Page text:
FR MICHAEL BIBLICAL IMAGERY
(Fr Michael Boakye Yeboah: Vice Rector of St Gregory Seminary, Kumasi-Ghana)
THE BLOOD OF THE SACRIFICE
In most cultures, there exists a form of blood sacrifice. Countless examples can be found in the Old Testament. The covenant that God offers the people in the first reading was accepted by them “with one voice”. It became a reciprocal covenant. As a ritual and official seal of its seriousness, indeed, of its indissolubility, young bulls were slaughtered and Moses, as a mediator between God and the people, sprinkled half of the sacrificial blood on the altar and half on the people after the covenant document was read aloud. His explanatory words, “this is the blood of the covenant”, remind us of the loyalty-relationship men inaugurate when they make a pact of “blood-brotherhood” by sharing something of their innermost vitality. Yet one final thing is missing from this brotherhood pact at Sinai: the blood being sprinkled in both directions is animal blood. The second reading will remove this foreign element, “the blood of goats and bulls”, replacing it with the blood of the One who is his own person is both God and man.
The Old Covenant, in itself indissoluble, is completed when the ultimate mediator comes before the Father “with his own blood”, atones for all the unfaithfulness of the human partner in the covenant, and, because he is able to offer himself for the world “through the eternal Spirit”, “bring about eternal redemption.” If Jesus presents us with his eternal offering not merely for reception but also for “doing” (“do this in my remembrance” [1 Cor. 11:25]), is there any limit to the awesome reverence with which we must carry out this “doing” of the eternal redemption”?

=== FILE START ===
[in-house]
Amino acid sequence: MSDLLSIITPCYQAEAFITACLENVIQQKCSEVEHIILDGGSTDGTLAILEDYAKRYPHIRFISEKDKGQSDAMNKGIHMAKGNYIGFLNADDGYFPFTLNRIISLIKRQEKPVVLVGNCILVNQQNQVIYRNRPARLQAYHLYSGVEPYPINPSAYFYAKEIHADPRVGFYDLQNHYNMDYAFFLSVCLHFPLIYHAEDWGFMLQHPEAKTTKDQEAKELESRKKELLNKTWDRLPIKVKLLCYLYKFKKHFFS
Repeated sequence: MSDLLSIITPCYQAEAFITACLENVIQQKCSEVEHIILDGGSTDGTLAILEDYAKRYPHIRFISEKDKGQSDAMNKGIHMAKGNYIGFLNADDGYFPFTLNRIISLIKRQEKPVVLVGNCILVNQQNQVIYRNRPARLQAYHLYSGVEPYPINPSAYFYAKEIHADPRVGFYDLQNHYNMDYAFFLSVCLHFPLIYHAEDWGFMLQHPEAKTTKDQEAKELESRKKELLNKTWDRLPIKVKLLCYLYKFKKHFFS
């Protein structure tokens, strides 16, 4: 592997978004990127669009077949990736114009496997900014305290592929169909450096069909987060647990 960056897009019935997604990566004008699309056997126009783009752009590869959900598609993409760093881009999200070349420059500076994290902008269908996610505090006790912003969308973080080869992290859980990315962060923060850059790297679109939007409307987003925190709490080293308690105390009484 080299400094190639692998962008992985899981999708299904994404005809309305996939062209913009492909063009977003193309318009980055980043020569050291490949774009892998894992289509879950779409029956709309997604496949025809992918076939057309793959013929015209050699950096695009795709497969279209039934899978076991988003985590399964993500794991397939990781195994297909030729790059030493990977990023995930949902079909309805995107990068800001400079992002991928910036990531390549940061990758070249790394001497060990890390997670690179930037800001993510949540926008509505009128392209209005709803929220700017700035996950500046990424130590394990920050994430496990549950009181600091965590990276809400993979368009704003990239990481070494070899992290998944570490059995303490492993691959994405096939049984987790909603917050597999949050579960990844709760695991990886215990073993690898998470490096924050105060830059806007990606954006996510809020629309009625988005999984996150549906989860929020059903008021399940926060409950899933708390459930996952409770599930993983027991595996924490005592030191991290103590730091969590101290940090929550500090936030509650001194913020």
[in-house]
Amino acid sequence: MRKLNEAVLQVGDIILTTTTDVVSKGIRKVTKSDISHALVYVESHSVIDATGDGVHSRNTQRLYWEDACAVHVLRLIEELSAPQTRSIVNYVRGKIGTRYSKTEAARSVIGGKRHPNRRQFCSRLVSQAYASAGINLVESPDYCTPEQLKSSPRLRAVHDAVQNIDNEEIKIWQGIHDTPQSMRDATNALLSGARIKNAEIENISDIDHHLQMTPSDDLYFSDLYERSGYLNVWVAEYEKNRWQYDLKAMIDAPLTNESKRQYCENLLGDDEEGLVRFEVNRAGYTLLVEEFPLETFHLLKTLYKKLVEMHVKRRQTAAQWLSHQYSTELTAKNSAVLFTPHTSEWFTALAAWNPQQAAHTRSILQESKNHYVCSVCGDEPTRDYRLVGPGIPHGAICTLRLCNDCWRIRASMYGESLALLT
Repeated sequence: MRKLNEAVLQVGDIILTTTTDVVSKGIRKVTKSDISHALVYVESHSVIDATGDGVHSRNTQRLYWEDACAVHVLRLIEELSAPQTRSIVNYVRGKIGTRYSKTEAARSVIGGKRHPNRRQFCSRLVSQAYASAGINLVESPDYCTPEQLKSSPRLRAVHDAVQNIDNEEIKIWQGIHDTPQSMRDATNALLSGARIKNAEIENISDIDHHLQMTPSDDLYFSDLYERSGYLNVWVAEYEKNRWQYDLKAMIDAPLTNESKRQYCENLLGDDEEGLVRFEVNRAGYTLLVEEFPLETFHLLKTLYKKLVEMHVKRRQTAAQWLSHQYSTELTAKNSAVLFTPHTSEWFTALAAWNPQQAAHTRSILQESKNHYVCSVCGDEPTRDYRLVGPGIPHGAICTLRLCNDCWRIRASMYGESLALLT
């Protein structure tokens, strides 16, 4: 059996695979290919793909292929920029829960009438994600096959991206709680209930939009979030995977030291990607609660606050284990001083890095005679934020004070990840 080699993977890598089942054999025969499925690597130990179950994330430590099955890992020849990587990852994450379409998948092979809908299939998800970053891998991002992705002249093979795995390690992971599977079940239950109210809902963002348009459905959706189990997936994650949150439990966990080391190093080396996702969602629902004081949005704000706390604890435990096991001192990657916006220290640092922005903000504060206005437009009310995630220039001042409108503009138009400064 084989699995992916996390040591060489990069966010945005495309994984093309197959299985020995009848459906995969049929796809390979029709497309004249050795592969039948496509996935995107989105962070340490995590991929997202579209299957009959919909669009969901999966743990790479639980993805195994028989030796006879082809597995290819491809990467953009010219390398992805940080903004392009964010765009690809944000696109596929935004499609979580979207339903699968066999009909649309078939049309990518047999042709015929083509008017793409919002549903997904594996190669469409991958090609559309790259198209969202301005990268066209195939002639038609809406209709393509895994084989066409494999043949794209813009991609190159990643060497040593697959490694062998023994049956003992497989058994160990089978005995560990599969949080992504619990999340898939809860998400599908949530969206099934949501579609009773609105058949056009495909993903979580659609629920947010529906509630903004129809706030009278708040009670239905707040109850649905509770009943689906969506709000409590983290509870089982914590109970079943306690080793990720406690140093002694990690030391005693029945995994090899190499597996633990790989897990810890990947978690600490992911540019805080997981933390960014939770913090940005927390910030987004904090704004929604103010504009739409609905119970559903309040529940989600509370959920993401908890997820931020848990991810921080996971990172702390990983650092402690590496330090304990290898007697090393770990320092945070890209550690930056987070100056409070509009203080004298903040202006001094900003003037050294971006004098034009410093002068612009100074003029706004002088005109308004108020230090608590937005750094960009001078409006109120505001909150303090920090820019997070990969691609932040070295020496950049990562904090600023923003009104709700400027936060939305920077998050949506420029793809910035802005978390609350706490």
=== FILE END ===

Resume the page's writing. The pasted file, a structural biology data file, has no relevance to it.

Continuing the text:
In the Gospel Jesus sends two disciples ahead to prepare the paschal meal, but there is little left for them to do, since Jesus himself has seen to everything in advance and given the two appropriate instructions. So too he leaves up to us a certain kind of preparation for the Eucharistic Feast, but all the essentials have been formed by him; he alone is the center, indeed the sole content of what is celebrated. The congregation need not “form” this center, because the center is always completely unpredictable and overwhelming for them: that Jesus takes a piece of normal bread and distributes it with the words, “Take, this is my body.” And the next thing he does is almost more incomprehensible: that he takes the cup of wine and gives it to them to drink with the words, “This is my blood, the blood of the covenant to be poured out for many.” He says this while he is still sitting at table with them – in his action he anticipates the shedding of his blood. And by speaking of the “blood of the covenant”, he points back to the origin of the covenant at Sinai, the subject of the first reading. Yet at the same time he also shows how much he surpasses this “Old Covenant” in a “New Covenant” (1 Cor 11:25) – the second reading will point up the distance between the beginnings at Sinai and their fulfillment in the Gospel. Both readings show that Jesus completes his Father’s work with the institution of the Eucharist, and that he does this in the Holy Spirit, since he offers himself up on the Cross “by the power of the eternal Spirit” (Hebrew 9:14). Thus Corpus Christi is a profoundly trinitarian feast. Jesus paid a big price for our salvation, let us not render it worthless.